e-PIKE cubed

e-PIKE™, created by Advanced Integrity Solutions Ltd. (Calgary), is an innovative learning management system (LMS) designed to meet the needs of locations with limited bandwidth connections to the internet. One of their goals is to reach remote communities in developing nations in Africa. The Internet information on this product is very limited. It is very new (March 2009), so I am sure that if it is successful, it might be something we hear about soon.

 Face 1: Market Focus

e-Pike could be purchased by any number of groups considering it is an LMS and authoring software. However, the information provided online leads me to believe that AIS is marketing to corporate groups and governments. Since this infrastructure costs money, businesses and governments must find a way to finance this technology.

The e-Pike information sheet states:

“Applications for this technology include:

• Businesses with remote field training needs (oil and gas, construction)

• Government organizations maintaining remote offices

• Reaching remote communities in developing nations in Africa

• Supporting humanitarian missions abroad

• Allowing countries to rebuild faster from conflict or disaster”



Face 2: Types of Offerings

e-Pike is offering infrastructure only. The fact sheet states: “The e-PIKE™ core uses proven learning management software from the open source community.  With millions of users world-wide this software is fully SCORM 1.2 compliant allowing for e-Learning professionals to upload their course content with confidence of delivering a rich environment for students to focus on their studies. (http://www.advancedintsol.com/news/e-PIKE_product_info.pdf)”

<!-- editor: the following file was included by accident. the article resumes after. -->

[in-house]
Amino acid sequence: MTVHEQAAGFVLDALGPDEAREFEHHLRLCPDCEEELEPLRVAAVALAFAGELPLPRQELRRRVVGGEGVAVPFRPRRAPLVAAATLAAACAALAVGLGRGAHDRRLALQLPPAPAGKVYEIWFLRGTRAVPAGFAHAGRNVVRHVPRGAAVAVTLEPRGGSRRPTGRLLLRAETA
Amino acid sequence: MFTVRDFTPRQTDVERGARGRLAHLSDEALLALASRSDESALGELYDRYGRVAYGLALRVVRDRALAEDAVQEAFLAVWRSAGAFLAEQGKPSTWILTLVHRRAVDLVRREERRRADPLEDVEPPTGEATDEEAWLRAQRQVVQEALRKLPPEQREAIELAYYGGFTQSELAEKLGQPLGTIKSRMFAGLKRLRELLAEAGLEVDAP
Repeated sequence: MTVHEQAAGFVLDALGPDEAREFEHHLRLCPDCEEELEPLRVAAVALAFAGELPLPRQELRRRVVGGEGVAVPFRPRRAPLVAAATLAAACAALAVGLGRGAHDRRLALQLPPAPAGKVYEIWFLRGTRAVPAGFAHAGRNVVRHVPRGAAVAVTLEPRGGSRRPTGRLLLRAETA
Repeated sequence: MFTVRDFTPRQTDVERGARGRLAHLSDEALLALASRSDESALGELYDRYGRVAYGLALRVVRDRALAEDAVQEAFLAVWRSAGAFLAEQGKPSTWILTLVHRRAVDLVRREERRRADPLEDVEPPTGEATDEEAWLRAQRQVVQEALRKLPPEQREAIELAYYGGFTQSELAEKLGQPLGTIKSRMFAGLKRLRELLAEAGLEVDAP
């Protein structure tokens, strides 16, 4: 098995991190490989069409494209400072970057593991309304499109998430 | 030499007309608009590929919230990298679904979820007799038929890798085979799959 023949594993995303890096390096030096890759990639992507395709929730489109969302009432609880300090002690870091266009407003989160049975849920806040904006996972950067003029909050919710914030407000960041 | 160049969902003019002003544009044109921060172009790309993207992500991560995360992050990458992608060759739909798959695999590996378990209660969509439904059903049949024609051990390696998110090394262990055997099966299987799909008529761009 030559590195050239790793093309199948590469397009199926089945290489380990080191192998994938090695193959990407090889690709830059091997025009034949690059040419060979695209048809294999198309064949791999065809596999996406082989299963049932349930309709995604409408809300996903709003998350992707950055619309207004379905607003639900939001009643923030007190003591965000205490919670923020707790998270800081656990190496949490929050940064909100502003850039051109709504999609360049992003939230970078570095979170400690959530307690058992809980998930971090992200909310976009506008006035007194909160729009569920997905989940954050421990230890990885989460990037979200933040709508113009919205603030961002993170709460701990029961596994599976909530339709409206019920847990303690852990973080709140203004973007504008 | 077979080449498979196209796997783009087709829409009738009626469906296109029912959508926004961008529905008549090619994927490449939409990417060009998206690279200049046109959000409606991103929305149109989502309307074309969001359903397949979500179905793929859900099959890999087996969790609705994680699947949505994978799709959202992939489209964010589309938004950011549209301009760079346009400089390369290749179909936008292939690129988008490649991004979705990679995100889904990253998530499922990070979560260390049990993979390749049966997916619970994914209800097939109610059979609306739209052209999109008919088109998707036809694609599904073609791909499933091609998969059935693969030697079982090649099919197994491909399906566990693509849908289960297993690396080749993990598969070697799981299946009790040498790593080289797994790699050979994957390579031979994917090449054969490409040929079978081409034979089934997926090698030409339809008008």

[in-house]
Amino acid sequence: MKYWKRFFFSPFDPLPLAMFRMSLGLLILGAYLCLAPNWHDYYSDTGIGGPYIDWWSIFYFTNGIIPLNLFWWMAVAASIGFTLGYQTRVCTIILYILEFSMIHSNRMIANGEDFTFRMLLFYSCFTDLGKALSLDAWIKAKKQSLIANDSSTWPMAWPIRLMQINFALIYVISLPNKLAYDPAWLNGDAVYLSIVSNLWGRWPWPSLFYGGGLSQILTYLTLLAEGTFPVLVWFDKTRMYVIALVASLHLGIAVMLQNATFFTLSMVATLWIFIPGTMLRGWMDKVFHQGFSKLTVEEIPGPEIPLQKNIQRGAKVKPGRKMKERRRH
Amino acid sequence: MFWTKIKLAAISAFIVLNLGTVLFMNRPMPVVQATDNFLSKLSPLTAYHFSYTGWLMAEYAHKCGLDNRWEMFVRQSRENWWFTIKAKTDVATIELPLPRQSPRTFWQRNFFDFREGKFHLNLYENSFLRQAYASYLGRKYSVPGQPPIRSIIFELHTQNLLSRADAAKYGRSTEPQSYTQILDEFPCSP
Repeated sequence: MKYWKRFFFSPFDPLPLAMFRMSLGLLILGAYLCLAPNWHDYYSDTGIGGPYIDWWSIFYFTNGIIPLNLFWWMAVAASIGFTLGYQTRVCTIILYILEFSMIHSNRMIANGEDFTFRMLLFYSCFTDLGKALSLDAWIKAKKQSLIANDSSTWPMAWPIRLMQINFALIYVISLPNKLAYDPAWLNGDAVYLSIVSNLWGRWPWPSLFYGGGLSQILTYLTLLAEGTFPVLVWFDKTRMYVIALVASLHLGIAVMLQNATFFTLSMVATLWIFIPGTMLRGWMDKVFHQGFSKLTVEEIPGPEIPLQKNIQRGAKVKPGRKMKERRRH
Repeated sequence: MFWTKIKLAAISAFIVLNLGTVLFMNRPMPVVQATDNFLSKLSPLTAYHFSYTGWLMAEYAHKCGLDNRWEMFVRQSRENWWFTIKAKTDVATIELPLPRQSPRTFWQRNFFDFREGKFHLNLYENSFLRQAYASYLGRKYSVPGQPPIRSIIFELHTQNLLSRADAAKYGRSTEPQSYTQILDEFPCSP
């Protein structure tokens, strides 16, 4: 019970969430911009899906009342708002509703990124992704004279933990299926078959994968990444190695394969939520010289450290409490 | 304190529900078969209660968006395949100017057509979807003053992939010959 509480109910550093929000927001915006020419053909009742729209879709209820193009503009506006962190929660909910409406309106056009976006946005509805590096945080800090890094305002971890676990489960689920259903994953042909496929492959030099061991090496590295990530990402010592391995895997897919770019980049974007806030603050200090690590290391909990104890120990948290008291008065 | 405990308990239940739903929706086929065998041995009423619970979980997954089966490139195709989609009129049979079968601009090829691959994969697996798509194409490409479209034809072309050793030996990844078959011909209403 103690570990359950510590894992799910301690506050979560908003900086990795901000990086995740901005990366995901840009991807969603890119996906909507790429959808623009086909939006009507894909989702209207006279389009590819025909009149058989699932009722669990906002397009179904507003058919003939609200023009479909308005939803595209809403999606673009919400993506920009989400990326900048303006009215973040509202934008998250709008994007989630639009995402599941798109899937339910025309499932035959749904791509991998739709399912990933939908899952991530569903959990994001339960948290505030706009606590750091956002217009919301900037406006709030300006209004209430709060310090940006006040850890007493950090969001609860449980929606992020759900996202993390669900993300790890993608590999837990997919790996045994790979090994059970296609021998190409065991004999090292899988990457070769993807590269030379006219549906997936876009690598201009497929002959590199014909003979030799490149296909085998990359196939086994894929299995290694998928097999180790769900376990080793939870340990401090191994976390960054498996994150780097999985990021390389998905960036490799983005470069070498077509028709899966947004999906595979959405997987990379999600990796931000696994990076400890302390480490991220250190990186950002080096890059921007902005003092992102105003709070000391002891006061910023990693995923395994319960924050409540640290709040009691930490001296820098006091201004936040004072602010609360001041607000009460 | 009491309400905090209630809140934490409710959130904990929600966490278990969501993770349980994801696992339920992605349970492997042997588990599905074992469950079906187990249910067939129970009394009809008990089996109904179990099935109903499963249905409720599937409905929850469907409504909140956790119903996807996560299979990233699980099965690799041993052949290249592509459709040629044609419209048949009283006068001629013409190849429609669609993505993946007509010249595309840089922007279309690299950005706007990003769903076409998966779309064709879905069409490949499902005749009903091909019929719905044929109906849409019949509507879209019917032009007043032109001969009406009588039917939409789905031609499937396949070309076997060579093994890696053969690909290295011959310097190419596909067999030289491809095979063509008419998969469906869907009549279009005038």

Face 3: Who is the Buyer?

Although this infrastructure has been developed for developing nations and remote training field needs, it costs money to have it. I am sure AIS is expecting governments and businesses to purchase this product.  For this reason, I would suggest the learning is bought centrally by corporations and developing regions.


Face 4 – Global Markets

 e-Pike was developed for remote areas and Africa – both areas with no or poor quality Internet service. This is a fairly new technology (released in March 2009), so I am not sure if this technology is actually being used in Africa yet. The company has not declared this technology for any other developing nations, and Africa is a very large and diverse continent, so it will be interesting to see where this product goes in the next few years.


Face 5 – Development of the Market

The remote areas, especially remote areas in Africa, do not support learning technologies. In fact, many of these areas do not even have access to basic radio technology or desks and chairs. As well, even if the infrastructure becomes available, local teaching resources most likely won’t be. Lundell and Howell (2000, as cited in Butcher, 2003) suggest insufficient funding; a lack of computers and other resources; a lack of computer literacy among teachers; and the absence of established curricula for teaching computer skills are hindering schools from using computers for learning. In addition, even schools that have a computer rarely have access to the Internet. In Ethiopia, “nine of the 12,000 primary schools had Internet access at the end of 2001, and ten of the 424 secondary schools (Butcher, 2003, p. 61).” 


Face 6 – Learning Technology Competing with Other Forms of Learning

 In remote areas of Africa, existing learning solutions are not working.  Many children do not have access to basic classrooms, books, and teachers. Literacy levels are low, as well as limited technology exposure. In 1960, Sub Saharan African governments dedicated themselves to providing primary education for children and by the 1990’s, those countries implemented Education for All (EFA). Suprisingly, by 2001, “over 45 million children of primary school age in the region, almost 42 percent, were not enrolled in school (Zhang, 2006, p.581).”